maybe "rants" isn't the right word. these are simple thoughts about my life. some may be more colorful than others. some language may be offensive, but it depends on your definition of offensive. consider this your warning ;)

06 March 2014

PBDC Day 6/31: Chair

"Not my chair, not my problem, that's what I say." -From the video below.

When my wife and I moved into our apartment, we had zero furniture to bring with us. We decided to put money into two major purchases, an awesome bed and a sweet television, and we're glad we did. Although the ground provides plenty of seating, we snagged a couple of dorm-style chairs because #I'mNotGettingAnyYounger.
This is the one I picked out. I liked it more than the waffle chair (like a seat belt purse), and definitely more than the traditional tailgating chair with the cupholders in each armrest. The color choice is a shout out to my high school pride (#Wolverines Go, DV! Class of '99 whaaaat!), and after sitting in it almost every day for the last eight months, it's still awesome.

Simple, I know, and yes it was a choice made with financial limitations, but I love it. It looks like a giant dreamcatcher, and if I had a super-sized car, I'd hang it off the rearview mirror.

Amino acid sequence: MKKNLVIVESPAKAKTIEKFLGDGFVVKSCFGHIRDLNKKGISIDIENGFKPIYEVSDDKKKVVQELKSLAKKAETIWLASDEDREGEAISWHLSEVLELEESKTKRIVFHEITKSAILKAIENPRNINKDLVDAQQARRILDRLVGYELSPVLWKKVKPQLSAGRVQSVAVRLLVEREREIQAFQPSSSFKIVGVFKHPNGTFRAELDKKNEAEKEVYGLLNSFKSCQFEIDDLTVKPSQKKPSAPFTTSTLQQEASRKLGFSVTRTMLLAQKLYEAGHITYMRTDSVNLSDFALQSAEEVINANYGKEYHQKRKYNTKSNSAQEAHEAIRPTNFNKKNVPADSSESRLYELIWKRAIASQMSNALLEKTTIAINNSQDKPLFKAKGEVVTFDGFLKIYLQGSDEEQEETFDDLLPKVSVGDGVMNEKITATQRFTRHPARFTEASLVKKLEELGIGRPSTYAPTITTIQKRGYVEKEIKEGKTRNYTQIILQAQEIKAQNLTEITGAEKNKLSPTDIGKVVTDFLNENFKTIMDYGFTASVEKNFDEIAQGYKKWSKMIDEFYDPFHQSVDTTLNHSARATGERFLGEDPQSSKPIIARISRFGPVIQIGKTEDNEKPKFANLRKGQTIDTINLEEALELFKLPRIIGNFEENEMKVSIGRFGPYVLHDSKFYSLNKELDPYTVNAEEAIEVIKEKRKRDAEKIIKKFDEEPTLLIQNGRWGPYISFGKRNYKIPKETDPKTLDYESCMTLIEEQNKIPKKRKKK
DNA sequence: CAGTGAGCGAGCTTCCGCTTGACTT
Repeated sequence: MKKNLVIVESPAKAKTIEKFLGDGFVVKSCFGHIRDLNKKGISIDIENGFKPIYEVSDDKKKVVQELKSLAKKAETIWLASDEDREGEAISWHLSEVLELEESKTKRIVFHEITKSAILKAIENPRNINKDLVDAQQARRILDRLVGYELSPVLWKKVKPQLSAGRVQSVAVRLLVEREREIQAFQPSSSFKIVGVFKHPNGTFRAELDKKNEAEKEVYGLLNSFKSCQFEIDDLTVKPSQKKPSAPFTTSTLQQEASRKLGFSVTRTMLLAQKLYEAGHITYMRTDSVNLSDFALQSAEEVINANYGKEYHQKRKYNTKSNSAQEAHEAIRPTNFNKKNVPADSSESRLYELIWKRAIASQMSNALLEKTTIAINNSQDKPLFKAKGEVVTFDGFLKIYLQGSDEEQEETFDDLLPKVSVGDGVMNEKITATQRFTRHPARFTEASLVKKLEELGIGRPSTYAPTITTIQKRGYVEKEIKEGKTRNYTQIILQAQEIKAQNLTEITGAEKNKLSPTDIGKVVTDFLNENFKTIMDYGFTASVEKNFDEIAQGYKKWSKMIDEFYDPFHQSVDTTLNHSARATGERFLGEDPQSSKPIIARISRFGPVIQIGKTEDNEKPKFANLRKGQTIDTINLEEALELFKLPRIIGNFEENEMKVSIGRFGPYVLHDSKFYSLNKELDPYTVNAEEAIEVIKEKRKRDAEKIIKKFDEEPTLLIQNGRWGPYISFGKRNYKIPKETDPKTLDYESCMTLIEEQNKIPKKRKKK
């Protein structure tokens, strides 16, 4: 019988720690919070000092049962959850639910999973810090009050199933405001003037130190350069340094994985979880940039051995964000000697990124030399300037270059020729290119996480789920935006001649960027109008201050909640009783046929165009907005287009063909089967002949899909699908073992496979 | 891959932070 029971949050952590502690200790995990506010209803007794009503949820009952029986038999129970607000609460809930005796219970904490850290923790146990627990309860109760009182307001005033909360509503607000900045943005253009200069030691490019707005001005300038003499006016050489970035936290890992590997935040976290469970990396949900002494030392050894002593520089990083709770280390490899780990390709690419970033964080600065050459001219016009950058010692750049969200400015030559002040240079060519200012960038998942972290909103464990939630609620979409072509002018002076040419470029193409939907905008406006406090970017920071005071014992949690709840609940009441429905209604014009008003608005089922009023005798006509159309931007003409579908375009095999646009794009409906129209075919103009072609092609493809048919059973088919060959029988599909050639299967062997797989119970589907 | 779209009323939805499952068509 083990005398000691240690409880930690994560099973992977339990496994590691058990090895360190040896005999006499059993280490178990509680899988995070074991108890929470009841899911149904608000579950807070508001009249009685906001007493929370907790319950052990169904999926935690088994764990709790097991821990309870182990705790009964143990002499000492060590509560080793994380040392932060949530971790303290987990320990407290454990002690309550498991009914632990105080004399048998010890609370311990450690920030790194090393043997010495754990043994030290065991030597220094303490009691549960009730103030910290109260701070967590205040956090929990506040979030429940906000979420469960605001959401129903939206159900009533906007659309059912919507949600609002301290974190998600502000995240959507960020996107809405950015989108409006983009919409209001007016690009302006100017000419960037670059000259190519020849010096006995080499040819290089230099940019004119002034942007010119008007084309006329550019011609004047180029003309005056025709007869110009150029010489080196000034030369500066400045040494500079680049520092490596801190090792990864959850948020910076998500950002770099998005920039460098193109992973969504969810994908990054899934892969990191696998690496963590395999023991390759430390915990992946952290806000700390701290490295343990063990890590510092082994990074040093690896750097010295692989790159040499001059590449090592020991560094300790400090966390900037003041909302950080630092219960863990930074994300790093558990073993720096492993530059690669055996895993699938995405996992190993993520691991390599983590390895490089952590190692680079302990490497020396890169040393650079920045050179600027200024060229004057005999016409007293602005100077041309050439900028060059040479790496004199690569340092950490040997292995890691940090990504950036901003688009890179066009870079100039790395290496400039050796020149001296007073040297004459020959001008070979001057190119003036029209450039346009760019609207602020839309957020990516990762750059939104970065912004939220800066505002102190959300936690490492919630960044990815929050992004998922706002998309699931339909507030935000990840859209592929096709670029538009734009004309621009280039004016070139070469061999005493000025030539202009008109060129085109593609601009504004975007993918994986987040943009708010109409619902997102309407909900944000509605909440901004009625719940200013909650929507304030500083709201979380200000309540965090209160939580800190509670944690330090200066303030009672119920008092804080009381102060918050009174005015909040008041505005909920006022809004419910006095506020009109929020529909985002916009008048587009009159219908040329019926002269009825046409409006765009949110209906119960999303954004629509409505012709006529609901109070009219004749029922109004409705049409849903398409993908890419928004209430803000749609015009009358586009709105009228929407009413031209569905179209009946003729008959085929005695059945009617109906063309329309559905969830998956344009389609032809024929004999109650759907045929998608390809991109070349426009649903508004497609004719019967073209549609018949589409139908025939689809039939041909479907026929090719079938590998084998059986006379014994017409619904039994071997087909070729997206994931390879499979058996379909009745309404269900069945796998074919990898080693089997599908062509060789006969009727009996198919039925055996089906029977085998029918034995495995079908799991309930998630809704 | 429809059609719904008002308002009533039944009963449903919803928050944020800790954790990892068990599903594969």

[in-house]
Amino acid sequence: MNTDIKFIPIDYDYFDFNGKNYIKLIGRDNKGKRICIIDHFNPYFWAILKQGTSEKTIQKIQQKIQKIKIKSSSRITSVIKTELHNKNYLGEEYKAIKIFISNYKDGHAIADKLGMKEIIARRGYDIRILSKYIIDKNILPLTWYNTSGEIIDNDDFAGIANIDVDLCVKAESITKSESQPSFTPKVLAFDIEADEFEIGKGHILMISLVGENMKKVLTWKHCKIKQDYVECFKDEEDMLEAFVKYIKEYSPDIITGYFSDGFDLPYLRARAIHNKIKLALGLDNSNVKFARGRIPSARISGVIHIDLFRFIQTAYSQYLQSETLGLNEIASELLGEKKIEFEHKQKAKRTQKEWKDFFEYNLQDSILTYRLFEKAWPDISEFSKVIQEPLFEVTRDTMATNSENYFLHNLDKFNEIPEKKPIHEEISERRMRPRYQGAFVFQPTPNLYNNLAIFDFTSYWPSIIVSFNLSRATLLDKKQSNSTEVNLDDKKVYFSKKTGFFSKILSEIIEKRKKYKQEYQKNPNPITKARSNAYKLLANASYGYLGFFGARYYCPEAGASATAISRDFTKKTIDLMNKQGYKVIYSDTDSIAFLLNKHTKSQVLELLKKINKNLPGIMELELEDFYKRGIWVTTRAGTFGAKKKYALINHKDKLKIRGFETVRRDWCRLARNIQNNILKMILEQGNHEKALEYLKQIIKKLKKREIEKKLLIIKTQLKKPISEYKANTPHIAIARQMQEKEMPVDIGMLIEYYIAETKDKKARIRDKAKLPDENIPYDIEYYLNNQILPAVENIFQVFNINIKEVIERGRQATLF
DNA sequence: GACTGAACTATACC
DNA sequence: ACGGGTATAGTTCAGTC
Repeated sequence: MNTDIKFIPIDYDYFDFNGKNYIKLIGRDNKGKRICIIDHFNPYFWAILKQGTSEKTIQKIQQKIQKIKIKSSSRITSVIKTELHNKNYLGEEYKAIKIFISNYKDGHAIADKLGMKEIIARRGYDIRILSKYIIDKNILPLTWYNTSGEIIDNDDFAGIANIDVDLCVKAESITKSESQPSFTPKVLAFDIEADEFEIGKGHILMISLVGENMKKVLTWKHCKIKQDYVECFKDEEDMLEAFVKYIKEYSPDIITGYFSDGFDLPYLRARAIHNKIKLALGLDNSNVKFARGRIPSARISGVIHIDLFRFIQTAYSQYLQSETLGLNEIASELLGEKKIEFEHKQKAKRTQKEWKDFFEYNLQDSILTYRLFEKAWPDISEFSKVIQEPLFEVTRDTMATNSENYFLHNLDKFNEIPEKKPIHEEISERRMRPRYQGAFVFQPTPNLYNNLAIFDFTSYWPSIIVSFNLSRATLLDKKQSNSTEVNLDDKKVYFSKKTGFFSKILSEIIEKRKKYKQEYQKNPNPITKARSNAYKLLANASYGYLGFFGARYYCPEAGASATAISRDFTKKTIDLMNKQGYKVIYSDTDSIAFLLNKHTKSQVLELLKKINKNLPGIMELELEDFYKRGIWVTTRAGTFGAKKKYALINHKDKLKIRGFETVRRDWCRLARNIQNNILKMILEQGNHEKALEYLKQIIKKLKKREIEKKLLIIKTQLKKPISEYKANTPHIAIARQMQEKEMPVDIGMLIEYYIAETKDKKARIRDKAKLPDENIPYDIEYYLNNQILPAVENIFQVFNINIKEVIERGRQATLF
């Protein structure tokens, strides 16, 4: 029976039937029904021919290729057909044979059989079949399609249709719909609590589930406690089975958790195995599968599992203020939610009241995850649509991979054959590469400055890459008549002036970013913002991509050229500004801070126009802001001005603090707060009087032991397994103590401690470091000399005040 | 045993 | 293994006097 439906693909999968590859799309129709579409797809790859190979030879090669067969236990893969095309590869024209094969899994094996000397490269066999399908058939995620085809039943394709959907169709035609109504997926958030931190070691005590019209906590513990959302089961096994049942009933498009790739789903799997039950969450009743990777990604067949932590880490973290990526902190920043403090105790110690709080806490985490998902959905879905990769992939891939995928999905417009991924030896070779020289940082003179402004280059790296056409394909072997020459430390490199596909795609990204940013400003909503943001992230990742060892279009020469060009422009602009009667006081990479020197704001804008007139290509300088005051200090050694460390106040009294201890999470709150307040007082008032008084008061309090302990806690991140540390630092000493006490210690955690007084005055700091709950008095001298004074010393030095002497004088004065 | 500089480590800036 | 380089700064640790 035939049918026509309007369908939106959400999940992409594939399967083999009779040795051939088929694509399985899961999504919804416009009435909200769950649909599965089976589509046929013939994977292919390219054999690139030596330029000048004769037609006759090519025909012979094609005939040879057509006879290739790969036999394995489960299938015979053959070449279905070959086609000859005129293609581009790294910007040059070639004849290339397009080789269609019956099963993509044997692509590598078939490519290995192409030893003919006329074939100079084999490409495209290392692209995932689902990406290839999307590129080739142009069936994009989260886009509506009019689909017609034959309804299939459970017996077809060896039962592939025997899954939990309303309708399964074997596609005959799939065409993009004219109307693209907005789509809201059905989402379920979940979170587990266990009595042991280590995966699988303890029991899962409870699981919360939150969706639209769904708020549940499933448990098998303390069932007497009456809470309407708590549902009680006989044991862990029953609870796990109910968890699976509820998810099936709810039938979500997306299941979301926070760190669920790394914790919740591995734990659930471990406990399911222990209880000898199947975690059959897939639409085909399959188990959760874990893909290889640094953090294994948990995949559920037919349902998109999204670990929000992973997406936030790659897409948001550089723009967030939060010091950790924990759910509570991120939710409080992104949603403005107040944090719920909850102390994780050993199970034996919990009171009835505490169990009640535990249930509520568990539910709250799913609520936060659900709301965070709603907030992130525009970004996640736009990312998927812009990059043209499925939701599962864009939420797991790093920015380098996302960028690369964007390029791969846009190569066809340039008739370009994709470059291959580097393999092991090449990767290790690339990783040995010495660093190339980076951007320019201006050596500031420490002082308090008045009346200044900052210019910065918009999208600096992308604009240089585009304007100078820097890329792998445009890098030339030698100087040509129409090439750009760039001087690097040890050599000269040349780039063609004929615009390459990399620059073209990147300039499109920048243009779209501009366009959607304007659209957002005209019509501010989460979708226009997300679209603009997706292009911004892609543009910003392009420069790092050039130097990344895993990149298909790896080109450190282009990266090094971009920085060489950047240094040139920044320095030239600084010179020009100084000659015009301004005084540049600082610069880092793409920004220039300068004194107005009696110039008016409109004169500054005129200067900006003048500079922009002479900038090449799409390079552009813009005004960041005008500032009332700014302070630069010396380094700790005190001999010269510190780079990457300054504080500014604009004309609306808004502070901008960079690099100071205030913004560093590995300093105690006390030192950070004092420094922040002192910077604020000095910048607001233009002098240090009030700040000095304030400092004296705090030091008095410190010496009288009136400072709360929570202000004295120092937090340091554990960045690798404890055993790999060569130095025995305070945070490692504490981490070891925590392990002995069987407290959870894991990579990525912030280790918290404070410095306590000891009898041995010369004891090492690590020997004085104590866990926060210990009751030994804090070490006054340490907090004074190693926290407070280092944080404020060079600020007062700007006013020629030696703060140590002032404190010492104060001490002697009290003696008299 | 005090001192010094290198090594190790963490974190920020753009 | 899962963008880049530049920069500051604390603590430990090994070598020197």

At their core, chairs are simple structures, allowing you to sit somewhere, but they've gained quite a reputation over many decades in numerous forms.

  • The Captain's Chair aboard the Starship Enterprise
  • A Director's Chair, classic canvas with the director's name across the back.
  • Chairmen of the Board in their shiny leather, cushy seats around the conference table that's way too long for the room it's in.
  • The high chair for our little ones.
  • The electric chair to send someone into history.
  • Dentist's chair
  • Barber's chair

You get the point by now, right?

How about a news anchor's chair?

The Huffington Post shared an article featuring the video above saying how brave this woman is. Is it really, though? You take a job at a channel called Russia Today (albeit based in New York) and you take the chair they've given you to spout your personal views because you did not agree with the editorial you were assigned AS YOUR JOB. (View RT's response here.)

Now what if someone resigned on another channel, whether it's CNN, FOX News, BBC, or even something like The Today Show, GMA, or Sportscenter? Would that be brave as well?

I give her a gold star for speaking her mind, and if those are truly her beliefs, then kudos for sharing them.


There is a such thing as professionalism, and any leader, manager, editor, director, or executive worth their weight in bacon salt would be open to hearing their employees opinions in a private manner. Is it a publicity stunt? I surely hope so, because I really think Liz Wahl's move was terrible, especially in the wake of Abby Martin's personal commentary ON HER OWN SHOW on RT which was respectfully included.

You know who's resignation I really enjoyed? Who's message was clearly put, and was created on her time? Marina Shifrin. Go ahead, look her up, or just click on her name back there.

Wahl's act of speaking her mind was brave. Anytime you speak your mind is brave, but how it comes out can really mean everything.

Seahorses forever.

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